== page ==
Will you tell me a bit about your life in the 1990’s. In particular will you tell me about “The Hilbert Space Shuti Box” treatise?

This question does not have a short answer. Briefly, the Hilbert Space Shruti Box is a Hilbert Space used in quantum physics to represent quantum states as frequencies and about which I've written a short essay but which is not yet ready for publication. However, I wish to stress that this writing in no way is intended as a “treatise” but is quite “elementary”.

Today, you live in Berlin. How do you like living there and will you tell me about your group The Chorasan Time Chant Miracle?

To take the last item first, and to clarify, you are probably referring to my just intonation ensemble which I call The Choras(s)an Time-Court Miracle (which follows my previous ensembles Hilbert Hotel, The Deontic Miracle a.o.). We perform my recent modal composition Al-Dhikr al-Salam which is situated in the intersection of raga-s, makam and blues and is written for voice, brass, computer and live electronics with texts chosen from the Holy Koran. My move to Berlin was occasioned by its excellent musicians some of whom now make up the core of the ensemble. I live in a 120 years old house surrounded by a courtyard which keeps the street noise out. It affords long-range opportunities for intensive sound experiments and uninterrupted listening without leaving the house for days or weeks. This is a very ideal situation for a composer like me. It remains for the City of Berlin to become the first World City to support the remains of High Modernity without diluting it with pre- or post-modern works – as in New York or Paris. Then something may happen and I might be given the occasion to venture out of my house. As it presently is positioned Berlin appears directionless in its cultural ambitions and without a radical intervention risks becoming as bland as all other European metropolitan zones.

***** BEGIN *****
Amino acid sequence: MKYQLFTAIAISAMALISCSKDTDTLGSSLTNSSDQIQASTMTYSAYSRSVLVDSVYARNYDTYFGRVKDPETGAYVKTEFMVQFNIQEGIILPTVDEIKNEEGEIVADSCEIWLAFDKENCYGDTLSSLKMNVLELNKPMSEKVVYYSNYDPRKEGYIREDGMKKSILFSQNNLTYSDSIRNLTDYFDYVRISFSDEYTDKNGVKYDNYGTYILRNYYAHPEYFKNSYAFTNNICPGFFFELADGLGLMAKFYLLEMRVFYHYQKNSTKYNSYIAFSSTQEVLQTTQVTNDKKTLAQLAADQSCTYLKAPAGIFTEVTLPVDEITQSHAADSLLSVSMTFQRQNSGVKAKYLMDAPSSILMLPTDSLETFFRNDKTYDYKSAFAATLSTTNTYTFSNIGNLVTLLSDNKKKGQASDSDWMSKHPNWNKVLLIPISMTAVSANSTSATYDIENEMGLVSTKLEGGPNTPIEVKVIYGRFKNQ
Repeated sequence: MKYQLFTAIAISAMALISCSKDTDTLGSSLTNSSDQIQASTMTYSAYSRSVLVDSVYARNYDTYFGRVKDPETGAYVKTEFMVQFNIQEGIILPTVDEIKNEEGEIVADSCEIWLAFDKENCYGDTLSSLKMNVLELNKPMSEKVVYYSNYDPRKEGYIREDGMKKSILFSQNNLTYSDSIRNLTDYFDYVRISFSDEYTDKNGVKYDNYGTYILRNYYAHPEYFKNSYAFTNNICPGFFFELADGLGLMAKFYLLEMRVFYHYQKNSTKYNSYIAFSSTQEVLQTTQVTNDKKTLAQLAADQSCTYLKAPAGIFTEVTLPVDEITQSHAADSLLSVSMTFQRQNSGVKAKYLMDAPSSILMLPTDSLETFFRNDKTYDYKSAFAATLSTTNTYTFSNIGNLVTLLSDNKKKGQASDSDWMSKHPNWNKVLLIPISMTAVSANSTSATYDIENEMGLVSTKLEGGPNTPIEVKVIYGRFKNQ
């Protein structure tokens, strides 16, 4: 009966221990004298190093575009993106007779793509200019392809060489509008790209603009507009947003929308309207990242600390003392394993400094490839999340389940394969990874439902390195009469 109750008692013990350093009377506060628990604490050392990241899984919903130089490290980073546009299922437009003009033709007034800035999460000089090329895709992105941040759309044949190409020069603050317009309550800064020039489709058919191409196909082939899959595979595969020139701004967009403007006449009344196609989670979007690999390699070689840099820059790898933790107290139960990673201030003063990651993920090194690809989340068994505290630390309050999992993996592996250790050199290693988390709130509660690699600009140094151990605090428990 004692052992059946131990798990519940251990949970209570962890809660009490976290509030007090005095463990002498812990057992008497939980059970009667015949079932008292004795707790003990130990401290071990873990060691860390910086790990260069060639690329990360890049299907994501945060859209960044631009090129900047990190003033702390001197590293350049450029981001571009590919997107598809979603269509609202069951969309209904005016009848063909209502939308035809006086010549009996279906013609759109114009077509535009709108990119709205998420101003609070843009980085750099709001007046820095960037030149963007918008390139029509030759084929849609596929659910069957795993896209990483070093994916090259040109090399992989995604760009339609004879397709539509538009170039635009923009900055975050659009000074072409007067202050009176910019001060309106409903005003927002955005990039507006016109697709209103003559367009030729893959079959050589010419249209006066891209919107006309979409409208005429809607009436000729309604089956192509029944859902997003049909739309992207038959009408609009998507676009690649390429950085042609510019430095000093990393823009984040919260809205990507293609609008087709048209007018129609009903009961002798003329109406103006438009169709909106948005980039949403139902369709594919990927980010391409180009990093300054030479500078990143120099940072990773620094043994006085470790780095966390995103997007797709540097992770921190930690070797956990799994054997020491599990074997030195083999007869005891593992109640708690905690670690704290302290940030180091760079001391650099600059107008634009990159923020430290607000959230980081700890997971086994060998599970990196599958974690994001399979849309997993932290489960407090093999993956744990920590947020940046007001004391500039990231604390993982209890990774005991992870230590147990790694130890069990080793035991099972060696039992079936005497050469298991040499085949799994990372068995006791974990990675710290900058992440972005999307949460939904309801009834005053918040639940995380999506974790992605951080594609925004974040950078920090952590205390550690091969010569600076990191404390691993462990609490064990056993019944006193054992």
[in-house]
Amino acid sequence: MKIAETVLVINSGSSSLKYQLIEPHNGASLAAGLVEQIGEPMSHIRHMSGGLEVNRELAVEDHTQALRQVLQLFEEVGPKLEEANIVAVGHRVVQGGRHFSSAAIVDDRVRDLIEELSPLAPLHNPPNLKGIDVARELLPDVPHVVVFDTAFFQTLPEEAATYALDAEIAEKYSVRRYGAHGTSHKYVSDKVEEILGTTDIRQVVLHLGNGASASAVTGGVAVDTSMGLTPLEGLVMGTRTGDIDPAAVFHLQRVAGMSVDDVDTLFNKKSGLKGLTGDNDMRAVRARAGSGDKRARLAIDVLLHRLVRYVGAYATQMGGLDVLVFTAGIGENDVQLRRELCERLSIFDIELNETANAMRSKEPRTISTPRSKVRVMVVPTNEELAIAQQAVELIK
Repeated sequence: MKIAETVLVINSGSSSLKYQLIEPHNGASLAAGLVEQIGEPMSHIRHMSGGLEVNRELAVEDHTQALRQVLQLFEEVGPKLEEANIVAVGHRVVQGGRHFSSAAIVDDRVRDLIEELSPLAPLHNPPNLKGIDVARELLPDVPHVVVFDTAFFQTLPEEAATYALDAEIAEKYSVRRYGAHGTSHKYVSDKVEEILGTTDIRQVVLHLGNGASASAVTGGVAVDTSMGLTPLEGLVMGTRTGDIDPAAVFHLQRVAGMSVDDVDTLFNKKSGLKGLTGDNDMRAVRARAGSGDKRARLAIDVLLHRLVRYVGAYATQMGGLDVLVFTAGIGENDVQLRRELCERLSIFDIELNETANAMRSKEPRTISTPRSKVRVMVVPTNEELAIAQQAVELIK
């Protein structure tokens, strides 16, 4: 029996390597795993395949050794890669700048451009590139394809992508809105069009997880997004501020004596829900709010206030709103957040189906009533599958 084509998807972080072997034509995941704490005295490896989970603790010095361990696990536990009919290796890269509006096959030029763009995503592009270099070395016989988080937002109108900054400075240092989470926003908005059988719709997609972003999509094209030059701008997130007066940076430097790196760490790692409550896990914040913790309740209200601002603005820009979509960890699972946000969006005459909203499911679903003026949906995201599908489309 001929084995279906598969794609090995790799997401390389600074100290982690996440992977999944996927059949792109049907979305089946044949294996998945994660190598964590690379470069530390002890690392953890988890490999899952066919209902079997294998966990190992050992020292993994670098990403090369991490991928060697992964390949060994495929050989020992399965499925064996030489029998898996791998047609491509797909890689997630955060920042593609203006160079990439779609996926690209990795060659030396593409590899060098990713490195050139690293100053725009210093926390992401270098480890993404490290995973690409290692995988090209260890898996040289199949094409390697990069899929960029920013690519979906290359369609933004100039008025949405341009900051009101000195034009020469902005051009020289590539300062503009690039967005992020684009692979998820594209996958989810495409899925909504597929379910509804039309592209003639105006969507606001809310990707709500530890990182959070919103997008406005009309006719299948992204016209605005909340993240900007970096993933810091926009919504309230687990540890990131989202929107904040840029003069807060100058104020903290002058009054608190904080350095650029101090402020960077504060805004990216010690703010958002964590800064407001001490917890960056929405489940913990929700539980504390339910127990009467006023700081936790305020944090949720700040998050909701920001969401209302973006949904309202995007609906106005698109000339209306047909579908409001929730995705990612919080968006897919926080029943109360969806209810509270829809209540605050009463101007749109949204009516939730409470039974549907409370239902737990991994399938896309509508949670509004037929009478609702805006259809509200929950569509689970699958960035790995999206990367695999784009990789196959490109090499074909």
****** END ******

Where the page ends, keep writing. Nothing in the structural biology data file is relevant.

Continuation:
Today looking at contemporary art and contemporary music and poetry what inspires you and what do you listen to?


What are you working on at the moment?

Basically, the answer is the same as Q11. I might add that Marvin Minsky recently has persuaded me to pursue an internet home-connection so that we can maintain a dialog independently of surface mail or telephone. Since I favor the latter I remain of two-minds as to the intensity of my search for a provider.





sharon Wales
2010-12-20 22:13:22
This is the best interview I have read this year. Congratulations to Die Schachtel for such a lovely book and CD. Let 2011 be the year of music and maths. Rave on. sharon wales, art teacher